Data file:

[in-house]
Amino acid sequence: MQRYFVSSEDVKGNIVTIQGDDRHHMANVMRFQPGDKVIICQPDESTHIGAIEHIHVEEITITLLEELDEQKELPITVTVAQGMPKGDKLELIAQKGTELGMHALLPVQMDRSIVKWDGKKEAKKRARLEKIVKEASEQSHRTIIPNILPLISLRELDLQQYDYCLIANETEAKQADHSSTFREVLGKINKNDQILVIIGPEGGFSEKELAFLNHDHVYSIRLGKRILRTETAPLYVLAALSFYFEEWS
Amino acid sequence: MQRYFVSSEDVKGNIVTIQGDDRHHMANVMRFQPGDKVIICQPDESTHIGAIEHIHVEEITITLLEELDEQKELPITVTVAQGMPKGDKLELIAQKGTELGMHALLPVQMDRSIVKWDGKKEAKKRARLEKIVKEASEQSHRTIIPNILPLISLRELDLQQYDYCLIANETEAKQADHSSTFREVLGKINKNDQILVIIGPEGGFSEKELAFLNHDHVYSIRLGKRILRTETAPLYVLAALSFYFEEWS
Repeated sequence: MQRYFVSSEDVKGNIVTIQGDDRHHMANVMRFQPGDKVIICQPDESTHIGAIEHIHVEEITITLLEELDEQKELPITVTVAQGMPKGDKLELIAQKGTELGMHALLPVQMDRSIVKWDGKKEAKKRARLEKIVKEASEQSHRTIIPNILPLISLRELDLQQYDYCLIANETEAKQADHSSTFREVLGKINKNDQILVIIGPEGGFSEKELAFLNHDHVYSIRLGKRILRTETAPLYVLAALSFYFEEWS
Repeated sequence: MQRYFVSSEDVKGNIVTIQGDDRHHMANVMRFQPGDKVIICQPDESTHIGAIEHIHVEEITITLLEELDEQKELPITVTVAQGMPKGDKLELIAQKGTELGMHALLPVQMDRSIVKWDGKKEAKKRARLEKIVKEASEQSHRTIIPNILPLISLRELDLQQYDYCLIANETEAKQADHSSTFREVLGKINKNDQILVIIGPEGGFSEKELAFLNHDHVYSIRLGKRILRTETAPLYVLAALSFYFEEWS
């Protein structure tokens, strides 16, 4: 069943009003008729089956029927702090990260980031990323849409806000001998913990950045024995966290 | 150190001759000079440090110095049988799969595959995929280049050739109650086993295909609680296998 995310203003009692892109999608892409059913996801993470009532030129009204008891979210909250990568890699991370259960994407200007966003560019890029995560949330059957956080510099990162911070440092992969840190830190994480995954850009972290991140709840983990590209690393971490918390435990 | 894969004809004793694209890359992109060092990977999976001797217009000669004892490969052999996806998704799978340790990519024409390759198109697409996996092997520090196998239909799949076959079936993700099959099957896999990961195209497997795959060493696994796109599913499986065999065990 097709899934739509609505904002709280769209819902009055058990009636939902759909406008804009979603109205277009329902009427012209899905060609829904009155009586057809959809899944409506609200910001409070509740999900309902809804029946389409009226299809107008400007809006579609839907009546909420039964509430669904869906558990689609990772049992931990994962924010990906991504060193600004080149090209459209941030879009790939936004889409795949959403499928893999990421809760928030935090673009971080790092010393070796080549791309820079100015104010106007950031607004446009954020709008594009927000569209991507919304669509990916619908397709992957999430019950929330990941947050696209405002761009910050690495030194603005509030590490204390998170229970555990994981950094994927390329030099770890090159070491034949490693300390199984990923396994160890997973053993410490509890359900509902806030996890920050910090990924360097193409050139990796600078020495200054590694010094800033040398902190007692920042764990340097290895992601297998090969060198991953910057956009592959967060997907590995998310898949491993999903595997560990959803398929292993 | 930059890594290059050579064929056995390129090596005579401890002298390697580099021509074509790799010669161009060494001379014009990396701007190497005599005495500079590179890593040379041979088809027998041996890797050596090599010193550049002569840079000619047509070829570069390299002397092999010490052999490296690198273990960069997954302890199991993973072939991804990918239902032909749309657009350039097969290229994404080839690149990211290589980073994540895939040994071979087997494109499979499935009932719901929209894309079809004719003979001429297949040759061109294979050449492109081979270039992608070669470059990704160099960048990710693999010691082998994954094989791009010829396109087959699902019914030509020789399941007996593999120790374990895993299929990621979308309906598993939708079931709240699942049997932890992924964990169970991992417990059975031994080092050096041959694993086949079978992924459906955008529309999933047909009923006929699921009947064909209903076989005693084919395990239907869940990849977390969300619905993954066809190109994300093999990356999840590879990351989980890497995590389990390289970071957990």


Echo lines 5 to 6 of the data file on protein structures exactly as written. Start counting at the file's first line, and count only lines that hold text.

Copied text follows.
Repeated sequence: MQRYFVSSEDVKGNIVTIQGDDRHHMANVMRFQPGDKVIICQPDESTHIGAIEHIHVEEITITLLEELDEQKELPITVTVAQGMPKGDKLELIAQKGTELGMHALLPVQMDRSIVKWDGKKEAKKRARLEKIVKEASEQSHRTIIPNILPLISLRELDLQQYDYCLIANETEAKQADHSSTFREVLGKINKNDQILVIIGPEGGFSEKELAFLNHDHVYSIRLGKRILRTETAPLYVLAALSFYFEEWS
């Protein structure tokens, strides 16, 4: 069943009003008729089956029927702090990260980031990323849409806000001998913990950045024995966290 | 150190001759000079440090110095049988799969595959995929280049050739109650086993295909609680296998 995310203003009692892109999608892409059913996801993470009532030129009204008891979210909250990568890699991370259960994407200007966003560019890029995560949330059957956080510099990162911070440092992969840190830190994480995954850009972290991140709840983990590209690393971490918390435990 | 894969004809004793694209890359992109060092990977999976001797217009000669004892490969052999996806998704799978340790990519024409390759198109697409996996092997520090196998239909799949076959079936993700099959099957896999990961195209497997795959060493696994796109599913499986065999065990 097709899934739509609505904002709280769209819902009055058990009636939902759909406008804009979603109205277009329902009427012209899905060609829904009155009586057809959809899944409506609200910001409070509740999900309902809804029946389409009226299809107008400007809006579609839907009546909420039964509430669904869906558990689609990772049992931990994962924010990906991504060193600004080149090209459209941030879009790939936004889409795949959403499928893999990421809760928030935090673009971080790092010393070796080549791309820079100015104010106007950031607004446009954020709008594009927000569209991507919304669509990916619908397709992957999430019950929330990941947050696209405002761009910050690495030194603005509030590490204390998170229970555990994981950094994927390329030099770890090159070491034949490693300390199984990923396994160890997973053993410490509890359900509902806030996890920050910090990924360097193409050139990796600078020495200054590694010094800033040398902190007692920042764990340097290895992601297998090969060198991953910057956009592959967060997907590995998310898949491993999903595997560990959803398929292993 | 930059890594290059050579064929056995390129090596005579401890002298390697580099021509074509790799010669161009060494001379014009990396701007190497005599005495500079590179890593040379041979088809027998041996890797050596090599010193550049002569840079000619047509070829570069390299002397092999010490052999490296690198273990960069997954302890199991993973072939991804990918239902032909749309657009350039097969290229994404080839690149990211290589980073994540895939040994071979087997494109499979499935009932719901929209894309079809004719003979001429297949040759061109294979050449492109081979270039992608070669470059990704160099960048990710693999010691082998994954094989791009010829396109087959699902019914030509020789399941007996593999120790374990895993299929990621979308309906598993939708079931709240699942049997932890992924964990169970991992417990059975031994080092050096041959694993086949079978992924459906955008529309999933047909009923006929699921009947064909209903076989005693084919395990239907869940990849977390969300619905993954066809190109994300093999990356999840590879990351989980890497995590389990390289970071957990």